September, 2001 – Al Anbar Province, Iraq
“We jump in thirty,” yelled the team leader.
Chris leaned back, breathing deeply, preparing himself to drop from the air and enter “The X”. As the Bell UH-1N Iroquois, helicopter, better known as the ‘Huey’, floated up and over the low hills of the Iraqi countryside, the marines watched the faded brown landscape pass beneath them through the open side doors. The fresh air helped to offset the oily stale metallic air from the interior of the metal box. He and five others sat facing each other in two rows of three, strapped in hard chairs with their backs pressed up against the vibrating fuselage.
Dusk was creeping across the sky to the east, but it was not quite dark enough for night vision. The helicopter had been flying due north at over 150 miles per hour for roughly an hour.
When not in wartime operations, moving across the open ground of Iraq was considered an act of war, but the six man team of Force RECON Marines had been dispatched to rescue three “independent” contractors who had been gathering intelligence in the region. The commander was clear with his orders.
“Our overpaid mercs are pinned down in a dilapidated farm house on the edge of a wheat field. I have assured command and the press that we are not, I repeat, NOT, going to rescue them.
“You all have been chosen to be a Recapture Tactics Team, or RTT, because you are trained in close quarters battle. As the RTT, you will conduct an In-Extremis Hostage Rescue before these men are killed or captured. Get in, get them, get out. We can’t afford to have them running their damn mouths. If you are caught, well, you know the drill, Donovan.” He ended by making eye contact with the team lead, Donovan. “No one knows we are there.”
The RTT waited for the signal to rappel from the sides of the Huey. Using hand signals, Donovan motioned for the co-pilot to drop the altitude to a height of fifty feet.
Abruptly, the helicopter angled and curved to the south. The pilot spoke over the radio, “The LZ is hot! Repeat, the LZ is hot! Recommend that we abort.”
Through the open doors of the sharply banking helicopter, the marines could see Iraqi soldiers arriving at the edge of the rows of wheat, constantly firing to hold the contractors in place inside the old shack.
“Hell no!” Chris yelled.
They are never going to make it. Even if we land and approach on foot, we are too late. The failures of the past were ghosts that haunted Chris’ sleep and cast a shadow over his waking hours. Since losing Smalls and his entire team, with the exception of Deely, just less than twenty miles from where they now flew, his new unit had been moved frequently.
And each move seemed like a failure. They lost two UN workers in East Timor, two journalists in Kabul, four Afghan informers in the search for Osama bin Laden, the twelve engineers – . Again. I’m not going to be able to save the people that I am supposed to protect. But I can.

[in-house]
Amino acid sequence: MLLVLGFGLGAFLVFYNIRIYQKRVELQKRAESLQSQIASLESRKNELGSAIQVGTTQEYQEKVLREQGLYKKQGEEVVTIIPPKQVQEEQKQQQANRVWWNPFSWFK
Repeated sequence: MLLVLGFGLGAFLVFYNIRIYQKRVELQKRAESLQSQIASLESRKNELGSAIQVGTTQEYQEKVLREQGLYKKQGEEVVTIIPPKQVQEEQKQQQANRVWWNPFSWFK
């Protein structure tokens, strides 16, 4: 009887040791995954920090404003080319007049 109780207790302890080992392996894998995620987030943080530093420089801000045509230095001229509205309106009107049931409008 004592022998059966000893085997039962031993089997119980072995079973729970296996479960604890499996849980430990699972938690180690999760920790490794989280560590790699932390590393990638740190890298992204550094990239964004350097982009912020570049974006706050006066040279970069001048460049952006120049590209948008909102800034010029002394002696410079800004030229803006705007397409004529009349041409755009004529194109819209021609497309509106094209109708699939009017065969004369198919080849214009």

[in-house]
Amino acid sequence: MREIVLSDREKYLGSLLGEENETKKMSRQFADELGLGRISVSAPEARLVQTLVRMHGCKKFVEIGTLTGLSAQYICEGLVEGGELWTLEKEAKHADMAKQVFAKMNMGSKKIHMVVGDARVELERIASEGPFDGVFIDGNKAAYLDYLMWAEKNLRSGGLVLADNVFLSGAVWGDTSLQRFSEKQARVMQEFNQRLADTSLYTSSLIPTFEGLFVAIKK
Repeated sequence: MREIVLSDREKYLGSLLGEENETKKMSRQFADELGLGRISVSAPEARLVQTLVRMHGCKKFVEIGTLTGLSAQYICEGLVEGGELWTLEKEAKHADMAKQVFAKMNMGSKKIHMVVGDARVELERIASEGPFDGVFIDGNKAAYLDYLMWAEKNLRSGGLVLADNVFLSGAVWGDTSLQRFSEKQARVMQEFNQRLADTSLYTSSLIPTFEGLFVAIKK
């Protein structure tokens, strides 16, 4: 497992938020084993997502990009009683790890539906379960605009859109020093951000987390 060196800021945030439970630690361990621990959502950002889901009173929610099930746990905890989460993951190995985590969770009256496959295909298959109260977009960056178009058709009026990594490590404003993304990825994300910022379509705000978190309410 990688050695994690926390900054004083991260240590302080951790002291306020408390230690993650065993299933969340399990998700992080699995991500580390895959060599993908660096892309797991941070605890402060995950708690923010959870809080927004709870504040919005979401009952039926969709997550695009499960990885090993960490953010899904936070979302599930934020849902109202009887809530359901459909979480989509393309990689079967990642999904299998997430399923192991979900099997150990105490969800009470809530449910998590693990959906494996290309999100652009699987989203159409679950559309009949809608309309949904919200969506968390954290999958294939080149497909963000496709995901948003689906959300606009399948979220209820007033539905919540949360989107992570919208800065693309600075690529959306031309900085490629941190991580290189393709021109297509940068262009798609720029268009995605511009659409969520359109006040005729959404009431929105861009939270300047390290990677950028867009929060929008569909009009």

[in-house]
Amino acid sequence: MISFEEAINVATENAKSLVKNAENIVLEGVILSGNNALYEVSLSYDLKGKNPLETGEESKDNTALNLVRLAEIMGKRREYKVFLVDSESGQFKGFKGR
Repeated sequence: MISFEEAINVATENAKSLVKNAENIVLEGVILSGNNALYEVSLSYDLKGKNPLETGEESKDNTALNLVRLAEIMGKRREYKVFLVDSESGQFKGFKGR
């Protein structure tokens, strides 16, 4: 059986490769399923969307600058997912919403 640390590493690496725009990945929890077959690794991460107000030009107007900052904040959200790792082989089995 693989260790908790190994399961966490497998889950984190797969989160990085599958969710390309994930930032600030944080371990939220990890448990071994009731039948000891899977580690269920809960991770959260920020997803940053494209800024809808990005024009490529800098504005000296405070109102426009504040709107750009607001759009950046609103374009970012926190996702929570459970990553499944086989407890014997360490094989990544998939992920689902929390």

Anger began to stir. As the slack man on the team, he was there to assist. He had absolutely no input on the decision to stay or leave.
Then Chris felt the familiar sensation begin to grow. The adrenaline induced speed of thought.
If I can harness this speed and adrenaline, I can save those men.
He closed his eyes for a moment, and the world seemed to slow to a crawl.
Chris welcomed the warm feeling of blood pounding through his head and the shades of red that crept into the corner of his eyes. He reached his hand across his front and released the belts that held him to the chair. He heard his leader tell him to buckle his belt, but by that time he had stood to his feet. The jerking of the helicopter seemed more like the slow rolling motion of a dock rather than a platform jerking left and right at over 100 miles per hour.
This helmet is going to just get in my way. So is this pack.
In the briefest of movements, he tossed his helmet across the helicopter into the team leaders lap and shrugged out of his vest and gear, dropping them onto the floor.
Donovan saw Chris moving quickly and barked orders, “Parker, buckle your belt. Parker, this is an order, stay in your seat, put on your gear. Parker!” Every word was lost in the roar of the engine.
He knew that at the speed he was moving, he would be gone before they could even register what had happened. He made sure the rappelling rope was attached to a buckle, he dove forward, grabbing the rope as he jumped, and watched as the inside of the helicopter disappear as he rushed toward the ground.
The speed of falling was nothing compared to the speed in which his mind processed what he needed to hit the ground safely. The rope snapped as it held tight against the buckle, and he began to swing in a momentum driven arc like the playground game of tether ball.
“Land now!” Donovan yelled through his com to the pilot.
“Can’t land right now, the soldier is hanging below us.” The pilot yelled into his headset.
Chris waited for the swing of the rope to send him back in the direction of the enemy troops, and then let go of the rope and calculated the angle he would land and the necessary speed he would have to roll to keep from being injured in the landing.